General Medicine

A study to assess the potential of experimental laboratory assays to detect circulating infection of Mycobacterium avium subsp. paratuberculosis

One of the potential causes of Crohn’s disease is thought to be an infection by a specific type of bacterium called Mycobacterium avium paratuberculosis, also called MAP.

This study will aim to determine whether one or more experimental laboratory assays can detect the presence or absence of MAP circulating in the blood of Crohn’s patients. This study may help to determine if there is a causal relationship between Crohn’s disease and MAP.  This study is a collaboration with Queens University Belfast.

Principal Investigators on the “Togas Trial”, Prof Colm O Morain and Dr Victoria McEneaney

The recently launched “EU4HEALTH: Towards a Healthier and Safer Union” programme was adopted as a response to the COVID – 19 pandemic and to reinforce crisis preparedness in the EU. The pandemic highlighted the fragility of our national health systems and with a budget of €5.3 billion during the 2021 – 27 period alone, the EU4Health programme is unparalleled in EU research financial support. 

In March of this year, Beacon Hospitals leading gastroenterologist Prof Colm O’Morain and Beacon Hospital Research Institute were asked to participate in a major consortium involving 21 EU partners within 11 EU countries in a quest for funding from the programme. The project submitted was titled “Towards Gastric Cancer Screening Implementation in the European Union – The TOGAS Study”. 

This project was successfully funded with the substantial award of €11, 337,063.00 – with Beacon’s portion being over €700,000 euros. The study involves testing over 800 participants aged between 30 – 35 for the presence of Heliobacter pylori, which is a bacterium that can infect the stomach. Infection with H. pylori is the strongest known risk factor for gastric cancer.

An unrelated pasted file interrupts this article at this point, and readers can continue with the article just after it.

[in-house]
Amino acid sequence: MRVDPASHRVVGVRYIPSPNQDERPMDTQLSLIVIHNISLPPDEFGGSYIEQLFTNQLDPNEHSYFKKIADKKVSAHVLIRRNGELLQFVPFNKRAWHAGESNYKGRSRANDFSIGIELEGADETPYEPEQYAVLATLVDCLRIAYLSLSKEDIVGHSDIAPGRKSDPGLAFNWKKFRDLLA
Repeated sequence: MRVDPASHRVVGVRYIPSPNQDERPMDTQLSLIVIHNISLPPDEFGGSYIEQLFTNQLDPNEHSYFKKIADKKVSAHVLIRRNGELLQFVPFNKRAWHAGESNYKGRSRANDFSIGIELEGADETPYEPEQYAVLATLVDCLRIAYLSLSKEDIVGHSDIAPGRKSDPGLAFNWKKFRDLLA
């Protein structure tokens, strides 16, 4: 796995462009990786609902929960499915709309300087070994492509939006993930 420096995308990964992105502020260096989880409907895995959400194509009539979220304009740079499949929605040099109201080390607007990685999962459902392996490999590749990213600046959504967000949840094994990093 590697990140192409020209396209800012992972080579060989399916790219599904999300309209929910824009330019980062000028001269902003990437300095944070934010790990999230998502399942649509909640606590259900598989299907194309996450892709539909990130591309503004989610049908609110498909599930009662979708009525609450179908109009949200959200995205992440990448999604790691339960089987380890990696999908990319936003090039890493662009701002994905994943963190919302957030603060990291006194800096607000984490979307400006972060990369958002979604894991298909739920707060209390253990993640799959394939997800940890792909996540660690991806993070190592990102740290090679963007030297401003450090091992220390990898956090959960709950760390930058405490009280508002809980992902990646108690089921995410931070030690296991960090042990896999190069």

The TOGAS Study is a 36-month undertaking, commencing in 2023 and will involve the recruitment of 1 registrar, 1 project co-ordinator and administrative support for the Beacon Hospital section. 

Victoria stated “This is an unbelievable success for the Hospital and for BHRI and will put us firmly on the stage as a sought – after collaborator both nationally and internationally on exciting, novel, multi – disciplinary research studies, successfully competing against hundreds of other Institutions for millions of euros in grant funding.” Prof O Morain further stated “I’m delighted that cancer prevention is being recognised as the best cure for cancer by the commission. H. pylori is the cause of peptic ulcer disease and gastric cancer. Detecting it early will prevent disastrous outcomes and this pilot study will determine public health policy for the future”.